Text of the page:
Saturday, May 10, 2014

Jennifer Del Prete: Shaken Baby Syndrome: "Ripple effects." The decision releasing her on bond pending a decision in her federal case is seen as an important precedent that could lead to the overturning of many other cases, law prof says. Medill Justice Project; (Link to the entire opinion provided. HL);

POST: "Ripple effects: Judge's ruling in Del Prete case is already having an impact on shaken-baby syndrome in the legal arena," by reporters "Manini Gupta and Megan Thielking," published by the Medill Justice Project on May 8, 2014.

SUB-HEADING:  "U.S. District Court Judge Matthew F. Kennelly’s ruling in the Del Prete case has prompted many in the legal realm to reevaluate the traditional understanding of shaken-baby syndrome cases."

GIST: "The ruling, a rare instance when a federal judge has released an inmate on bond pending a decision on her federal case, is now being viewed as a precedent in several areas of the shaken-baby syndrome debate. “If this trial was tainted because the defense lawyer didn’t do a good enough job of contesting the shaken-baby argument, well then, there are a whole lot more cases out there that are also going to be overturned on the same basis,” said Joseph L. Hoffman, Harry Pratter professor of law at Indiana University’s Maurer School of Law and an expert in criminal procedure and habeas corpus law......... “The challenge is always setting out scientific facts for a legal audience. That’s been done very well here by the court, and it’s understandable,” said Katherine Judson, the shaken-baby syndrome litigation fellow at the Innocence Network, a coalition of international organizations that provide free legal services for prisoners with potentially wrongfully convictions. She assists lawyers in defending shaken-baby syndrome cases. “Any time there’s evidence that many would argue is insufficient is effectively challenged, that’s obviously precedential.” Judson added, “This judge is saying that there simply isn’t enough information on medical findings alone, in absence of other evidence, to convict someone on assault, or child abuse, or murder. To have that recognized is very encouraging.”.........Though the judge’s opinion can be used as a precedent, the case isn’t settled. Del Prete is still appealing her case in state and federal courts. A temporary hold has been placed on any federal proceedings while defense attorneys pursue in state court a Brady violation claim in which Del Prete accuses the state of withholding key evidence that points to her innocence. After she addresses her state claim, Del Prete will then resume her federal claim. The legal process could take years. If Del Prete’s habeas corpus petition is rejected in federal court, she could return to prison. If the petition is granted, the state could drop the case and not pursue a new trial, retry Del Prete, or appeal the granting of the habeas corpus petition. In March, in an unusual move, prosecutors did not oppose Del Prete’s request to be released from prison on bond while her case works its way through the courts."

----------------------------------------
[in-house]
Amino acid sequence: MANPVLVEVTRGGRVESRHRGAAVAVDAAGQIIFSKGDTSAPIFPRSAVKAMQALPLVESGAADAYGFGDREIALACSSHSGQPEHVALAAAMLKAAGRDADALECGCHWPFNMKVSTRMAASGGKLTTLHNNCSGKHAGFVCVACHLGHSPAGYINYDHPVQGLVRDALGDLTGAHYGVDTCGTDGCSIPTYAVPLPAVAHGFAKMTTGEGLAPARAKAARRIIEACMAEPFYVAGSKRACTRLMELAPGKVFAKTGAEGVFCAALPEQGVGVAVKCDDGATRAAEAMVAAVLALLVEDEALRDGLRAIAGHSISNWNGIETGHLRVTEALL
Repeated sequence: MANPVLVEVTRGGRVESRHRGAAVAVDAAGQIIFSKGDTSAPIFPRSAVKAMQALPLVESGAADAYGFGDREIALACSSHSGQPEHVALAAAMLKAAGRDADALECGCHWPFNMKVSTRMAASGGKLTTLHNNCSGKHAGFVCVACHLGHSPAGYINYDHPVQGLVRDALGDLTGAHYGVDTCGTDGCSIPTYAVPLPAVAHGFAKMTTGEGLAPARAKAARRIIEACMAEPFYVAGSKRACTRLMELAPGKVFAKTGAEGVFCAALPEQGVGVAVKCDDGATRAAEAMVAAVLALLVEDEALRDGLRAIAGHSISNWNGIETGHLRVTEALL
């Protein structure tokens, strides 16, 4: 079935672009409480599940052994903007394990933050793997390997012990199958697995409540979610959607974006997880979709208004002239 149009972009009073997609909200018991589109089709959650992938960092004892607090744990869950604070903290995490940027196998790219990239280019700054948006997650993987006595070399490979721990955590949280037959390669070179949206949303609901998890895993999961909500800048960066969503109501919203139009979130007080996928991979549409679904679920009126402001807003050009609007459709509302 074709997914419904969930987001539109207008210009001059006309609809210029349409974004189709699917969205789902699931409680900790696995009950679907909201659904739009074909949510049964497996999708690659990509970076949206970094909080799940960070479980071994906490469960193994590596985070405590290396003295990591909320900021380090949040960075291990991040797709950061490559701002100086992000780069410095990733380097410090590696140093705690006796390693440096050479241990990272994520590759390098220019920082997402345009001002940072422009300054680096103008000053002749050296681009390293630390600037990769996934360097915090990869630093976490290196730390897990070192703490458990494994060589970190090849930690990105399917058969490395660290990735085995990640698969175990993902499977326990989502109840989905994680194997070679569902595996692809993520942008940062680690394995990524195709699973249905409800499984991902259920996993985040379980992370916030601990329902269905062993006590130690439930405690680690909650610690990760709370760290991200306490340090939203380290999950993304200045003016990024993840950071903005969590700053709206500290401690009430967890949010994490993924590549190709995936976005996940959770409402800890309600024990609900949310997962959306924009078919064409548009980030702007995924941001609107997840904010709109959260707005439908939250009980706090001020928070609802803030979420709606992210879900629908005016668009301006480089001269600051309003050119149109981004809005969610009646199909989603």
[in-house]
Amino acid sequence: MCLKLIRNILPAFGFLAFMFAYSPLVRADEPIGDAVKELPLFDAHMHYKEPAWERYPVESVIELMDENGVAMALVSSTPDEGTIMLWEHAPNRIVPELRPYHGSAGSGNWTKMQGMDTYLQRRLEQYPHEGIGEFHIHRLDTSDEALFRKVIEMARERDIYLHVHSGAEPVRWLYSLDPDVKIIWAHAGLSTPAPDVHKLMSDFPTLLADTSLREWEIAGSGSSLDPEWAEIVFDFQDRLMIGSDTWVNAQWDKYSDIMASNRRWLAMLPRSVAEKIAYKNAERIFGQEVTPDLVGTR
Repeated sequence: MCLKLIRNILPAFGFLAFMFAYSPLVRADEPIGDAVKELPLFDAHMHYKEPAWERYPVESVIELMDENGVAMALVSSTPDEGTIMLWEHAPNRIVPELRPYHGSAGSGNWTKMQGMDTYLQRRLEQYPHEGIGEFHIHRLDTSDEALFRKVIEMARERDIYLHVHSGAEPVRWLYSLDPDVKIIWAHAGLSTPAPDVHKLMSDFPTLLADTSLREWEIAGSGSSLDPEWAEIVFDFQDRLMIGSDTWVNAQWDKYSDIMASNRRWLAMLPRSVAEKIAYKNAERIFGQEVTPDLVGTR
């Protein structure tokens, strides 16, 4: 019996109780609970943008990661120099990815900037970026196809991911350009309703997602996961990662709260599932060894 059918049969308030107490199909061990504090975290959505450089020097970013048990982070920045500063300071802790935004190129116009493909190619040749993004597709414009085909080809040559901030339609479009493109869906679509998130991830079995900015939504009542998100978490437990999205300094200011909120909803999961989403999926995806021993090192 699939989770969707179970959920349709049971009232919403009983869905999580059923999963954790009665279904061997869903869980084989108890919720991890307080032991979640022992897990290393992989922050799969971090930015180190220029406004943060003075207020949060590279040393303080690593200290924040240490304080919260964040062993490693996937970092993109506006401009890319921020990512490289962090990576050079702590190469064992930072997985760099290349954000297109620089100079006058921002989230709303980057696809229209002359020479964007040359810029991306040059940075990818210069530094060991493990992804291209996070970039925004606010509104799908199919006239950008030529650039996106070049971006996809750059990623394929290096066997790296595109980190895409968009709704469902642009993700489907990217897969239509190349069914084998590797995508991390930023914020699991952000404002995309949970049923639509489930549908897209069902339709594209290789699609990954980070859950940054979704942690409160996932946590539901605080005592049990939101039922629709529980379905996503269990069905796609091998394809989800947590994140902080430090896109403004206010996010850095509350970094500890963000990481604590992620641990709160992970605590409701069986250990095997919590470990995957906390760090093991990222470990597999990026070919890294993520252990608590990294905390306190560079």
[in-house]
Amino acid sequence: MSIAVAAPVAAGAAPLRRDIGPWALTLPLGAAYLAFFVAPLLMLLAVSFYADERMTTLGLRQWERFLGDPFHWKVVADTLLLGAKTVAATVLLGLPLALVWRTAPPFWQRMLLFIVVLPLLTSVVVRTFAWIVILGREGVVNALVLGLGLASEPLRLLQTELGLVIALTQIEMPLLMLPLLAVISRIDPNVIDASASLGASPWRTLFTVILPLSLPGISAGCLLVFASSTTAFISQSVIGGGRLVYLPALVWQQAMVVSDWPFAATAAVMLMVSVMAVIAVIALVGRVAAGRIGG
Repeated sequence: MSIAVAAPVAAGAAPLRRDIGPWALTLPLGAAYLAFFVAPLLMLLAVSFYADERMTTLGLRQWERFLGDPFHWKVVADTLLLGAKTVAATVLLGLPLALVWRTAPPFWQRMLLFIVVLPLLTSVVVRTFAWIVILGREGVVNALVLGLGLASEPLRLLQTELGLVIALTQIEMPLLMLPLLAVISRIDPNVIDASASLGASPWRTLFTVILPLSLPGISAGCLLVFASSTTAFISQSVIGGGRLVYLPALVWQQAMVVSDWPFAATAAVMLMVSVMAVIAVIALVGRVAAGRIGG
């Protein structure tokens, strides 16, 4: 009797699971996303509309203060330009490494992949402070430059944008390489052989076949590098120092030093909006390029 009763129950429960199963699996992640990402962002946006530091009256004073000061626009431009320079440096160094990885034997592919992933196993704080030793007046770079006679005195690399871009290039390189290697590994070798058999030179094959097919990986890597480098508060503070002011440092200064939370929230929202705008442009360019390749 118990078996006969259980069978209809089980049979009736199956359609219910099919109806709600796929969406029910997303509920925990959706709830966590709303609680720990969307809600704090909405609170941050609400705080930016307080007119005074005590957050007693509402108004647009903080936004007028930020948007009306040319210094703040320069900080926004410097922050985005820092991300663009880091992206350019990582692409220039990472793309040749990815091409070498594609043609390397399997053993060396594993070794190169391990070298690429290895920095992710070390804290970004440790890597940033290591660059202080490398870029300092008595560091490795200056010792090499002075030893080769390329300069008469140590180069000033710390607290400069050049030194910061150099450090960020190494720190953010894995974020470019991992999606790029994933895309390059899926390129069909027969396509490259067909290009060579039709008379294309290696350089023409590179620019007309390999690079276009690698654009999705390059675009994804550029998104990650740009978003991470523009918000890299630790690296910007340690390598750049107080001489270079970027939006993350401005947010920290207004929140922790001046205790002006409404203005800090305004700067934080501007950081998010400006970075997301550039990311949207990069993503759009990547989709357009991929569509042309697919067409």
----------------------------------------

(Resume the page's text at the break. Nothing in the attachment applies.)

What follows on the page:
The entire post can be found at:

Link to Judge Kennelly's  opinion:



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